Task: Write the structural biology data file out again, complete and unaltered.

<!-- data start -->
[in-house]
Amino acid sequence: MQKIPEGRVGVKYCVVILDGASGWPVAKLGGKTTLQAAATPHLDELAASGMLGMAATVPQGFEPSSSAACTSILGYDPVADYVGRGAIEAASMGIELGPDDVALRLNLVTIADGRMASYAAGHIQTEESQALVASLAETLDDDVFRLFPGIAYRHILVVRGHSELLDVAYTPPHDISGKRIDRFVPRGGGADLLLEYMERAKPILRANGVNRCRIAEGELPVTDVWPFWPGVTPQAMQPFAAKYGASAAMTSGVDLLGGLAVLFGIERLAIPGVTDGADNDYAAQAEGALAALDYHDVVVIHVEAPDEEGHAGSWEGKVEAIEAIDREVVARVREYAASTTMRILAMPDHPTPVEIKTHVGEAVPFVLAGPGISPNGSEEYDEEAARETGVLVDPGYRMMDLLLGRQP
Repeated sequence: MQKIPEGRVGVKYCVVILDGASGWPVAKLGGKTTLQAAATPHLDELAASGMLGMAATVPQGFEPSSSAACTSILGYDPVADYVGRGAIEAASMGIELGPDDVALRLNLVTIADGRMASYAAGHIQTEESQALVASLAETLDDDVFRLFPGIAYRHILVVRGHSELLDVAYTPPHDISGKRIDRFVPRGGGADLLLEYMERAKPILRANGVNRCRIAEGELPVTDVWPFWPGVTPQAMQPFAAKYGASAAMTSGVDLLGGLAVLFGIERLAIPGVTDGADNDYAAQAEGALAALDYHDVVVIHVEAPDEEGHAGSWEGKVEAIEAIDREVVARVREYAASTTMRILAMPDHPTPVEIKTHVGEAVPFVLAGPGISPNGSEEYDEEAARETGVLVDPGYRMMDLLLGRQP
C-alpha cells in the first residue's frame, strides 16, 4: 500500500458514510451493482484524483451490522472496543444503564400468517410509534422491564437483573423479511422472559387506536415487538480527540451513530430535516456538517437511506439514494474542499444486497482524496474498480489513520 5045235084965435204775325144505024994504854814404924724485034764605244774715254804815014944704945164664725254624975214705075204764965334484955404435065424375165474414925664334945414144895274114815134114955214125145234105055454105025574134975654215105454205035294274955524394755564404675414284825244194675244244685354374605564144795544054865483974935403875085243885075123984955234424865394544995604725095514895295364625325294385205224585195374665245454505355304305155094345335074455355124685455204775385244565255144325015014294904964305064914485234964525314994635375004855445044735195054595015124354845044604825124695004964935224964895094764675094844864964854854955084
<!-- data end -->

[in-house]
Amino acid sequence: MQKIPEGRVGVKYCVVILDGASGWPVAKLGGKTTLQAAATPHLDELAASGMLGMAATVPQGFEPSSSAACTSILGYDPVADYVGRGAIEAASMGIELGPDDVALRLNLVTIADGRMASYAAGHIQTEESQALVASLAETLDDDVFRLFPGIAYRHILVVRGHSELLDVAYTPPHDISGKRIDRFVPRGGGADLLLEYMERAKPILRANGVNRCRIAEGELPVTDVWPFWPGVTPQAMQPFAAKYGASAAMTSGVDLLGGLAVLFGIERLAIPGVTDGADNDYAAQAEGALAALDYHDVVVIHVEAPDEEGHAGSWEGKVEAIEAIDREVVARVREYAASTTMRILAMPDHPTPVEIKTHVGEAVPFVLAGPGISPNGSEEYDEEAARETGVLVDPGYRMMDLLLGRQP
Repeated sequence: MQKIPEGRVGVKYCVVILDGASGWPVAKLGGKTTLQAAATPHLDELAASGMLGMAATVPQGFEPSSSAACTSILGYDPVADYVGRGAIEAASMGIELGPDDVALRLNLVTIADGRMASYAAGHIQTEESQALVASLAETLDDDVFRLFPGIAYRHILVVRGHSELLDVAYTPPHDISGKRIDRFVPRGGGADLLLEYMERAKPILRANGVNRCRIAEGELPVTDVWPFWPGVTPQAMQPFAAKYGASAAMTSGVDLLGGLAVLFGIERLAIPGVTDGADNDYAAQAEGALAALDYHDVVVIHVEAPDEEGHAGSWEGKVEAIEAIDREVVARVREYAASTTMRILAMPDHPTPVEIKTHVGEAVPFVLAGPGISPNGSEEYDEEAARETGVLVDPGYRMMDLLLGRQP
C-alpha cells in the first residue's frame, strides 16, 4: 500500500458514510451493482484524483451490522472496543444503564400468517410509534422491564437483573423479511422472559387506536415487538480527540451513530430535516456538517437511506439514494474542499444486497482524496474498480489513520 5045235084965435204775325144505024994504854814404924724485034764605244774715254804815014944704945164664725254624975214705075204764965334484955404435065424375165474414925664334945414144895274114815134114955214125145234105055454105025574134975654215105454205035294274955524394755564404675414284825244194675244244685354374605564144795544054865483974935403875085243885075123984955234424865394544995604725095514895295364625325294385205224585195374665245454505355304305155094345335074455355124685455204775385244565255144325015014294904964305064914485234964525314994635375004855445044735195054595015124354845044604825124695004964935224964895094764675094844864964854854955084